Winter time provides us with those lovely juicy lemons from the north and the best ever “limoncello”(see our recipe below). Since this fine liqueur is made from lemon peel you have lots of high vitamin C juice to process. We put the juice into ice cube trays for those cold winter months. You serve the lemon juice as a warm drink sweetened with honey, it provides that much needed pick me up for the winter blues. I always keep 1 cup of this lovely juice to make this refreshing lemon sorbet- a tantalising treat for the tongue!
650ml of water
1 cup of strained lemon juice
zest of 3 lemons (if you have any from making “limoncello”)
Mix zest with sugar in a food processor until you have only fine bits of zest. Set aside for 2 hours or overnight. Then heat zest sugar with water and bring to the boil until sugar is dissolved, continue to boil for about 1 minute. Remove from heat and allow to cool for 1 hour. Stir in lemon juice and refrigerate for 8 hours or overnight. Place in an ice-cream maker and process according to manufacturers instructions. Remove the sorbet from the ice cream maker and place in a container to further harden prior to serving.
Grape harvest time in Central Otago is the most beautiful time of our year, the trees and vines have most fabulous autumnal colours. This recipe for grape juice has been provided by the lovely Jan and Jim Fraser from Arrowtown. The recipe uses ripe grapes.
Wash grapes, cover with water and heat slowly to a simmer. Do not boil. Cook slowly until fruit is very soft then strain through a jelly bag. Add 1/2 cup of sugar (or less) to each quart of juice. Heat slowly again before bottling into sterilised bottles, seal and label. Enjoy!
This is another fabulous recipe from the Fraser’s which uses slightly under ripe grapes. Wash grapes. Add 1/2 cup water to 4 cups grapes. Cut up two tart apples into small pices and add to the grapes. Cook until soft. Strain the juice through a jelly bag. Measure juice and bring to a rolling boil. Remove from heat and add an equal measure of sugar. Stir over heat until sugar has dissolved. Check for gel. Pour into sterilised jars, seal and label.
Green Tomato Chutney
Soon the first major autumn frost will arrive, unfortunately this will wipe out our high producing tomato plants as they are all grown outside. This recipe makes a lovely chutney that we enjoy on sausages or as a tasty alternative to tomato sauce.
3 lb green tomatoes
4 large onions
1 1/2 lb sugar
1 1/2 pints malt vinegar
1/2 tsp ground pepper
2 tbsp salt
2 tbsp curry powder
2 tbsp mustard powder
2 tbsp mustard seeds
2 tbsp cornflour
Cut up tomatoes and onions, sprinkle with salt and stand overnight. Pour off liquid, add sugar, pepper and vinegar. Boil until tender. Mix together the curry, mustard and cornflour to a paste with a little cold water. Add to pickle and boil a further half hour to thicken. Pot into sterilised jars, seal and label.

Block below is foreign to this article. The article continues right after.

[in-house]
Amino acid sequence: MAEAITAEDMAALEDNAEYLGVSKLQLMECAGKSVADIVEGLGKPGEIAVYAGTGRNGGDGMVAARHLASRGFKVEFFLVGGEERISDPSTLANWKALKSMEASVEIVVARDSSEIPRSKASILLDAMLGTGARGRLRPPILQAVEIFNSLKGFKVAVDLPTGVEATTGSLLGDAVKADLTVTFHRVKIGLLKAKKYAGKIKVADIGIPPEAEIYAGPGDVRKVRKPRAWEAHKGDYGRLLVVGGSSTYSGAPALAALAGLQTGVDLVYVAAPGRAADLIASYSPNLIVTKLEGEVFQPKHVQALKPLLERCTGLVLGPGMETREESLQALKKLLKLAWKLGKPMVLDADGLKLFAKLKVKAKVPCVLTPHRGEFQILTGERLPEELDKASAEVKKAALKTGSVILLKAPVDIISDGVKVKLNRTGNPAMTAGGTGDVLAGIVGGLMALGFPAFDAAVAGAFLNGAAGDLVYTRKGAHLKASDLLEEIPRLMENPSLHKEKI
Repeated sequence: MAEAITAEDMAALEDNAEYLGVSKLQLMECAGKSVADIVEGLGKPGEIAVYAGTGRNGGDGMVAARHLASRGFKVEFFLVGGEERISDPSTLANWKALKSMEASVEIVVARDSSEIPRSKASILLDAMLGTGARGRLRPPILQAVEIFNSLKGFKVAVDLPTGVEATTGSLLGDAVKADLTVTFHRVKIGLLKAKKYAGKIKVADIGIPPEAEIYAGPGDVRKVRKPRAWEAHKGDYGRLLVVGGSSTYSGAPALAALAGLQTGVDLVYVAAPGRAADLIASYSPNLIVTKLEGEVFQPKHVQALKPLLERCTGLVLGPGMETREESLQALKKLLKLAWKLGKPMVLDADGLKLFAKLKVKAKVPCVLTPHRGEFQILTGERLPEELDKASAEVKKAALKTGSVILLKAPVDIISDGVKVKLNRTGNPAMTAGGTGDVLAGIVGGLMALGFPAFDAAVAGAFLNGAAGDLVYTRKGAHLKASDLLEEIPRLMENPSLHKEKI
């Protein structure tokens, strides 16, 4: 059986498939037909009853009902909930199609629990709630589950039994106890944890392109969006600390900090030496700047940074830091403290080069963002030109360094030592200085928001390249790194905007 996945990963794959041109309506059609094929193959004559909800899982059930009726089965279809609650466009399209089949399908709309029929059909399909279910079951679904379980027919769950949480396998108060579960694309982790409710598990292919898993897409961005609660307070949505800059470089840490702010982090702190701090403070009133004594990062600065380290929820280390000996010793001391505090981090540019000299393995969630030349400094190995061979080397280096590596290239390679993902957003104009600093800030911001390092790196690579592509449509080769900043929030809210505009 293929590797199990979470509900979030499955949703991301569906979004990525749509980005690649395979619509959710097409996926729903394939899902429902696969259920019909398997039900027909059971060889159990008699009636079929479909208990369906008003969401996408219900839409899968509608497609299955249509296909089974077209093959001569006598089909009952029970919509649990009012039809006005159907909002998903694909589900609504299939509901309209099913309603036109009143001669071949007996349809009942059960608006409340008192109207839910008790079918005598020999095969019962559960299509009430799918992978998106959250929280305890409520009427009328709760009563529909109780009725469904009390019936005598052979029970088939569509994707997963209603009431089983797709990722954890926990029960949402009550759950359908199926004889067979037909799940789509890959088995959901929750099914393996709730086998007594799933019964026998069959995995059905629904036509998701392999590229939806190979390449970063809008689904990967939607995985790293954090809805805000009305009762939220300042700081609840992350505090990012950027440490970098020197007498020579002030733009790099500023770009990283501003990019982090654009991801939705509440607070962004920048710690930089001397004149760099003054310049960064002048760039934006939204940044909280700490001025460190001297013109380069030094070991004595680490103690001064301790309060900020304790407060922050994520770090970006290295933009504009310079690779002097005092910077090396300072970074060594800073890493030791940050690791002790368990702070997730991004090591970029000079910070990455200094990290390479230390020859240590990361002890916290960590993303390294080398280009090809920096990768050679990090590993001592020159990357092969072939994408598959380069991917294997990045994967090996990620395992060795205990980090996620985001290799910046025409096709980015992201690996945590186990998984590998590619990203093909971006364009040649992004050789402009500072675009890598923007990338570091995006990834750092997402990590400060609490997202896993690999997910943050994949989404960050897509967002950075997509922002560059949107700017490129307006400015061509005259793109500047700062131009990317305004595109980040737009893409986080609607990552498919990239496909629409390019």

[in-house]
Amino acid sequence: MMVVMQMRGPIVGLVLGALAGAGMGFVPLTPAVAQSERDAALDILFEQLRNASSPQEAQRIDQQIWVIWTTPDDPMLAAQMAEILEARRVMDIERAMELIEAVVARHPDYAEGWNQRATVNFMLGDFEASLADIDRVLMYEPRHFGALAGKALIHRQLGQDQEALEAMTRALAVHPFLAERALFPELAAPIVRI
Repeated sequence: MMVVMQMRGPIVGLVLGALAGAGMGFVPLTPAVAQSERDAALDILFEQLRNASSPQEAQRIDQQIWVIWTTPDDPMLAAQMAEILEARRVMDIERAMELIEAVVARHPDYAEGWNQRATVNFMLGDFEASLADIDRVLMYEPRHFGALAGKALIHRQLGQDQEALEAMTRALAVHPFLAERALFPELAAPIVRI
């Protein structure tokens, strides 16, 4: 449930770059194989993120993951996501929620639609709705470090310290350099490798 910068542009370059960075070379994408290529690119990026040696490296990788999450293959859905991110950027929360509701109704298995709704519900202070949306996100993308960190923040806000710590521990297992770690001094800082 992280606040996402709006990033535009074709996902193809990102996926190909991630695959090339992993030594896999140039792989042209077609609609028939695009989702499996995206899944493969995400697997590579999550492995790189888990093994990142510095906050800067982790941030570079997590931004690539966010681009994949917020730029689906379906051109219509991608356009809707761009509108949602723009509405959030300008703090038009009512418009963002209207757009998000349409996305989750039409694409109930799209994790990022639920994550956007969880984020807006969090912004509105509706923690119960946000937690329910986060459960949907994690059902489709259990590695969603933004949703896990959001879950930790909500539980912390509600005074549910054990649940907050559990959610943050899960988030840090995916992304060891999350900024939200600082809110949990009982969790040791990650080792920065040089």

Plum and Cinnamon Jam
This recipe is a little winner! I recommend the use of any red plum with a bit of tart flavour for this recipe, such as damson plums.
1 kg plums
1 kg sugar
2 tsp cinnamon
Score the plums in half. Put the fruit in the pot and add 250ml water, sugar and cinnamon. Cook gently over a moderate heat for 10-15 minutes, stir until sugar is dissolved. Now increase the heat until a full rolling boil and cook for a few more minutes until jam has reached it’s setting point. Remove the plum stones from the pan using a colander style spoon. Pour into sterilised bottles, seal and label. Yum!
This lemon cordial recipe makes a great tasting lemonade to enjoy all year round. The taste is very lemony but not too sweet. Our kids love our lemonade- it’s also great to know they are getting their vitamin C. For this recipe we use organic lemons, mainly sent to us from my lovely aunt Margaret in Katikati.
2 kg sugar
2 litres of water
1 dsp tartaric acid
Firstly peel all the lemons with a potato peeler. Try not to get any of the white plinth. Place the lemon peel in a food processor with half of the sugar. Whizz until the peel is blended with the sugar. Squeeze all the juice from the lemons. The volume of the juice should be approximately 1 litre. Heat in a large saucepan the 2 litres of water with the remaining sugar. When the water syrup almost reaches the boil add the blended lemon peel and sugar. Stir until all sugar is dissolved. Add the lemon juice and the tartaric acid. Allow to simmer for 5 minutes then sieve through a fine mesh and pour into sterilised bottles. Store in the refrigerator. To make up your lemonade add quarter of the chilled lemon cordial to a glass with ice cubes and add filtered water.
This apple butter is great in the pantry cupboard- use it as the instant apple filling for apple shortcake. Our apple butter is made with our favourite cooking apple in the garden ‘Monty’s Surprise’. This apple has been researched by Crop and Food Research centre and found to be the apple with the highest antioxidants and anti-cancer agents of any heritage and commercial apple varieties tested in New Zealand.